Host city for Final Four dealing with underground explosions

Posted at 10:33 AM, Mar 20, 2015
and last updated 2015-03-20 10:33:25-04

INDIANAPOLIS, Ind. — Following the second underground explosion downtown this week, Indianapolis Power and Light crews planned to work around the clock on repairs.

Crews brought in dozens of generators to restore power to an apartment building, businesses and traffic lights in the area of North and Capitol late Thursday.

A short circuit underground ignited an explosion just before 7 a.m., sending two manhole covers feet into the air and flames shooting into the street.

“I woke up to a loud banging noise, almost like a pop and there (were) vibrations,” Elizabeth Higgins, who lives nearby, said.

Higgins and more than a hundred other residents at the Senate Manor Apartments were forced out of their homes all day for safety, unsure whether they’d be allowed back inside.

“My big concern was, are we going to have to go stay with friends, stay at a hotel for days or maybe weeks?” Higgins said.

Fortunately, IPL’s generator for the apartment building was in place by 6 p.m. and Higgins got back inside.

The explosion, though, raised questions as to the safety of infrastructure under city streets. IPL will face some of those questions at an emergency meeting with its regulators at 10:30 a.m. Friday.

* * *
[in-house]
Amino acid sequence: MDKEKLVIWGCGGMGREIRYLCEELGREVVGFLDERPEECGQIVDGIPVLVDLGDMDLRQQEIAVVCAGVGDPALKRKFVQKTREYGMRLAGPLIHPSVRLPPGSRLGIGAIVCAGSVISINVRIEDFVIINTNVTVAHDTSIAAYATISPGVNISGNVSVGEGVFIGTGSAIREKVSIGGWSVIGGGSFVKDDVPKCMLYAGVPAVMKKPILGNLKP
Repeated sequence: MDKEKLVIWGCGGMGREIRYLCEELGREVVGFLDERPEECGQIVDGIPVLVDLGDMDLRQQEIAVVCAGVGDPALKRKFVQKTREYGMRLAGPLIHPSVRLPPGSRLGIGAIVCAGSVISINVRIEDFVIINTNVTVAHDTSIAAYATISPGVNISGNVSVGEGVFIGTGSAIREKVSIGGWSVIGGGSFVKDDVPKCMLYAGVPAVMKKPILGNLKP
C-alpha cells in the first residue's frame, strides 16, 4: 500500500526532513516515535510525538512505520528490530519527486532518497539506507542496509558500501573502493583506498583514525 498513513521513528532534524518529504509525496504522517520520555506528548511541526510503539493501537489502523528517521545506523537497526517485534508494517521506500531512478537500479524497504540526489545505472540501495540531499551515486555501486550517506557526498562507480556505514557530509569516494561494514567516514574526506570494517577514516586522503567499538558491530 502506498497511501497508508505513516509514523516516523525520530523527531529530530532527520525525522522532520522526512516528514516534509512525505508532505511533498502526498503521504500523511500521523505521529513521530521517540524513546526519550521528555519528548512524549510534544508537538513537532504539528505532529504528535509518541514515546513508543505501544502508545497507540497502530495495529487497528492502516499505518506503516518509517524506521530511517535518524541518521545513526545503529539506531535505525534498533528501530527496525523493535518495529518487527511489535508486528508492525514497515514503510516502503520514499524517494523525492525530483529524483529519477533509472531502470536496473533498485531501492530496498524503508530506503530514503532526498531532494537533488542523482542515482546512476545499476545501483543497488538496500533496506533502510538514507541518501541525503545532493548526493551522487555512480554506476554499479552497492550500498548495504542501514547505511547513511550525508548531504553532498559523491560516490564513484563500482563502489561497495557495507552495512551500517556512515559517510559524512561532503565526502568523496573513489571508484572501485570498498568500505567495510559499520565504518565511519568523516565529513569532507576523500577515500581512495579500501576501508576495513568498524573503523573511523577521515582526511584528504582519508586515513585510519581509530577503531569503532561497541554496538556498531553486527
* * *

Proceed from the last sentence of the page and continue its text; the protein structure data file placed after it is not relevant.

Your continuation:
As for city leaders, who are gearing up for the Final Four downtown in just a couple of weeks, we heard mixed messages. Organizers with Visit Indy and Indy Sports Corp said they’re confident IPL will fix the problem.

City-county councillor Zach Adamson, however, pointed out a larger issue, saying it’s time to address aging infrastructure that seems to be giving way again and again.

“I don’t know that it’s because of the Final Four. It’s something that we should be doing because it’s likely to happen again in highly traveled areas,” Adamson said.

IPL leaders contended that the two incidents are unrelated and that overall it’s infrastructure is safe, saying they will continue to address problems with underground explosions.